Erik Sherman has a great post on when not to focus on monthly goals. His basic advice for finding serenity with your income is to look at the long haul:
Ultimately, the important thing is what you average over a quarter and, then, the year, and not every single month taken absolutely on its own. One reason is that it's difficult to turn around a significant amount that drops out of a month, as by the time you make the sale and start work, generally you will find your deadline into at least the next month. And if the amount is small, it's probably not worth diverting your attention from where your business is going overall.
What I love about Erik's suggestion here is that you need to have a balance between short-term cash flow and long-term goals.
This is where vision comes in. As you're growing your business, I've found it helpful to be mindful of both--but to focus on the latter. My mantra starting in about February of last year was "Focus on November."
What that meant was--sure, I could worry about my income this month. But if I wanted to really change my income picture in the long run, I needed to focus on increasing my income significantly in the next nine months. That meant changing my whole approach to work. I needed to privilege time working on marketing over some of my quick-paying but low-income assignments, and I needed to just hold tight and stomach the slow months.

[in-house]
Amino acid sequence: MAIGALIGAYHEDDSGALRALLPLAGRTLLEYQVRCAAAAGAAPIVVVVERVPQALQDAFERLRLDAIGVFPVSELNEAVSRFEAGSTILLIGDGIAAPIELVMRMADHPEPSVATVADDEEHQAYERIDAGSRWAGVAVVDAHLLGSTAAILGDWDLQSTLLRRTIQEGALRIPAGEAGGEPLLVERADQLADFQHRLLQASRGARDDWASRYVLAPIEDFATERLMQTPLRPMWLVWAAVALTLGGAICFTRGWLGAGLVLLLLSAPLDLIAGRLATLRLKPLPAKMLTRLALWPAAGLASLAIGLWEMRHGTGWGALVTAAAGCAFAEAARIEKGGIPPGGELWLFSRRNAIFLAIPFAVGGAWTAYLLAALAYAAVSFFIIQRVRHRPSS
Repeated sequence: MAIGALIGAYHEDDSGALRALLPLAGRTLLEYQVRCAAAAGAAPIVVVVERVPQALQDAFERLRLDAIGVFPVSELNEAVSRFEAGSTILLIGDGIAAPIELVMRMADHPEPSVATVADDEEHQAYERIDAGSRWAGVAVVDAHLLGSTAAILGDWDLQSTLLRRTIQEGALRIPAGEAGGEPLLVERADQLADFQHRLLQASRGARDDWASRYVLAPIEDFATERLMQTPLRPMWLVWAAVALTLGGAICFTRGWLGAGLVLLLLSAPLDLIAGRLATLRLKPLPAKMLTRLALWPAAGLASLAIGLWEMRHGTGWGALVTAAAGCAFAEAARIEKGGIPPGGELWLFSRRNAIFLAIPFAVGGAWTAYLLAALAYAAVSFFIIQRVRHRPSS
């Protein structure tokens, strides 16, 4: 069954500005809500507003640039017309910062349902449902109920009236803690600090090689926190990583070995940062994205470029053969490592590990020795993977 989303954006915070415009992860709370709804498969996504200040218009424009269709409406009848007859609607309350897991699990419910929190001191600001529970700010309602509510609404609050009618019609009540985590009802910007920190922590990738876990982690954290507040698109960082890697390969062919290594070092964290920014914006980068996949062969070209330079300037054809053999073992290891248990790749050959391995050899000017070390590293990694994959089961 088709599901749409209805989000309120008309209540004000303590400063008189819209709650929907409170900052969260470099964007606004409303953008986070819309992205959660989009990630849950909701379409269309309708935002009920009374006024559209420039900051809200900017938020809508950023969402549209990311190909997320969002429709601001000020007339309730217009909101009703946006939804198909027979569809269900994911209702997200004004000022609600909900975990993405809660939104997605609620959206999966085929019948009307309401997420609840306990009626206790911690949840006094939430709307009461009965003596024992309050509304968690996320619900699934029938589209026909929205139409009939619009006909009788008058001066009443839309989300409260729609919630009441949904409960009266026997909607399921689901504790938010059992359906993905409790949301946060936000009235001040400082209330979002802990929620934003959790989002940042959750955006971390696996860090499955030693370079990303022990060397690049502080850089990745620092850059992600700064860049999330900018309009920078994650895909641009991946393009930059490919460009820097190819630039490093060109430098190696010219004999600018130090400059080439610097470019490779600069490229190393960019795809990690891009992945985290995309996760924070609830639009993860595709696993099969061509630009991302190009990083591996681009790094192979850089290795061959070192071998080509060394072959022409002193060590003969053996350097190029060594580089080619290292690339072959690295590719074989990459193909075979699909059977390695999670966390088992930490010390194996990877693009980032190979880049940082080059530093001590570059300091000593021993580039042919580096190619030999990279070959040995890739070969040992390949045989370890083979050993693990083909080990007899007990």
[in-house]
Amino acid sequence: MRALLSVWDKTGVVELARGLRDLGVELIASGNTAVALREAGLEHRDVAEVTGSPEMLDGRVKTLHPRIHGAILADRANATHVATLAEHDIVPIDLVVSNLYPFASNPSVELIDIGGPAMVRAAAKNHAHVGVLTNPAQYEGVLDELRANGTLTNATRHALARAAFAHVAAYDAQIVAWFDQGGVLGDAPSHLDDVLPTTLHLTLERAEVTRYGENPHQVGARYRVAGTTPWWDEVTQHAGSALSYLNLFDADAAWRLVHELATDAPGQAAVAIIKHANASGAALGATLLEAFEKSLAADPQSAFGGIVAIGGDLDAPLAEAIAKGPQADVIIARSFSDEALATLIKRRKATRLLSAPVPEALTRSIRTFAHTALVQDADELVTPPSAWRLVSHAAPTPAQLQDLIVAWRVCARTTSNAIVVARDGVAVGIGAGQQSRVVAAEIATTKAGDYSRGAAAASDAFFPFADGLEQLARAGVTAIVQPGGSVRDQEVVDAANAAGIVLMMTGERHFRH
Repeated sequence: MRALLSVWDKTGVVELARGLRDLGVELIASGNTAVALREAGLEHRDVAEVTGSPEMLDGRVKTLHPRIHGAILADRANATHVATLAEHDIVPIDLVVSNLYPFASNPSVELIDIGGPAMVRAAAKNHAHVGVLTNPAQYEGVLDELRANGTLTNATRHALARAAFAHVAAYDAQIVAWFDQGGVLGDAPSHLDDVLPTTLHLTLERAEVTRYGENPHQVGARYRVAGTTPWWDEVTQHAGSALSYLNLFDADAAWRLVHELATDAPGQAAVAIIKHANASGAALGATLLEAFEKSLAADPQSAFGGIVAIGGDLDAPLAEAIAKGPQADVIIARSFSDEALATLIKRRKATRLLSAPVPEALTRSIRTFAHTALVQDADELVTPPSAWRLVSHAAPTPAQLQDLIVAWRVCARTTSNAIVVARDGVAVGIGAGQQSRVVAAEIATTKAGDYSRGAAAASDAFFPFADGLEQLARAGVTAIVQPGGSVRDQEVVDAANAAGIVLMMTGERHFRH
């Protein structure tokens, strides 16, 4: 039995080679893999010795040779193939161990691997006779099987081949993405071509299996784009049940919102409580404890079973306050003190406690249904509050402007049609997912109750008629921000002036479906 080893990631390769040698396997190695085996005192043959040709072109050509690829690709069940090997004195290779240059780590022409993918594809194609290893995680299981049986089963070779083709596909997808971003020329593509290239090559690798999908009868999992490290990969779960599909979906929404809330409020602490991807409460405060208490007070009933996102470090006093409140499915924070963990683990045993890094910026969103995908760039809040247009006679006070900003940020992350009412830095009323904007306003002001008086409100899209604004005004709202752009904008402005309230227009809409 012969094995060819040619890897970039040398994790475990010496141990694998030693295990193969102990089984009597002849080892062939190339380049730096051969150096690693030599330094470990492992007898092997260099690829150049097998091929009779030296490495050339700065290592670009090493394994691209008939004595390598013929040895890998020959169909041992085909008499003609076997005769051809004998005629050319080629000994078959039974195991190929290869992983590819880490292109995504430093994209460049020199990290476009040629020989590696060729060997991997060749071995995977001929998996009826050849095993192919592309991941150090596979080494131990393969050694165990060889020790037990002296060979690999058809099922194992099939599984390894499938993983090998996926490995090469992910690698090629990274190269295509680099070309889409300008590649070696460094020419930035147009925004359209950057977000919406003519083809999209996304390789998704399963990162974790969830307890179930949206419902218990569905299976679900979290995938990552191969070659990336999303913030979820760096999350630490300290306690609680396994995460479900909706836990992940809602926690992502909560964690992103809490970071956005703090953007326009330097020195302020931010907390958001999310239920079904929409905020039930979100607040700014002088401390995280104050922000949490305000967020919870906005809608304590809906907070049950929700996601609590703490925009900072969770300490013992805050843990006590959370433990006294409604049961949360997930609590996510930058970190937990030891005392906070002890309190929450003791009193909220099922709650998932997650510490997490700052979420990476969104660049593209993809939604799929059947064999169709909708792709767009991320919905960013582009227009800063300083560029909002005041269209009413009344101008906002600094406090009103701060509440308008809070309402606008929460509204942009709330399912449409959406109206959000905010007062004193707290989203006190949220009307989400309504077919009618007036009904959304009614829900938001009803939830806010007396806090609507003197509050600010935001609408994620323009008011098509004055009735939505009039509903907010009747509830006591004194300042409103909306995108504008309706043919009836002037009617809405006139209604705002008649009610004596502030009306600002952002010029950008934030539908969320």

And guess what happened? In November, my income doubled.
It was a gift. And I continue to be grateful for it. I show that gratitude by being a good steward of my cashflow by continuing that focus.
So if you're stressed about your income, and not meeting your income goals, try to practice patience. Income changes can come with glacial speed--and it may seem that way especially because your electric bill is due, like, today. But they will come, if you continue to do the work.
How do you practice patience? My best attempts include calling my fellow self-employed friends, being honest, meditating and exercising. You know, do the work and then practice the 1 percent rule.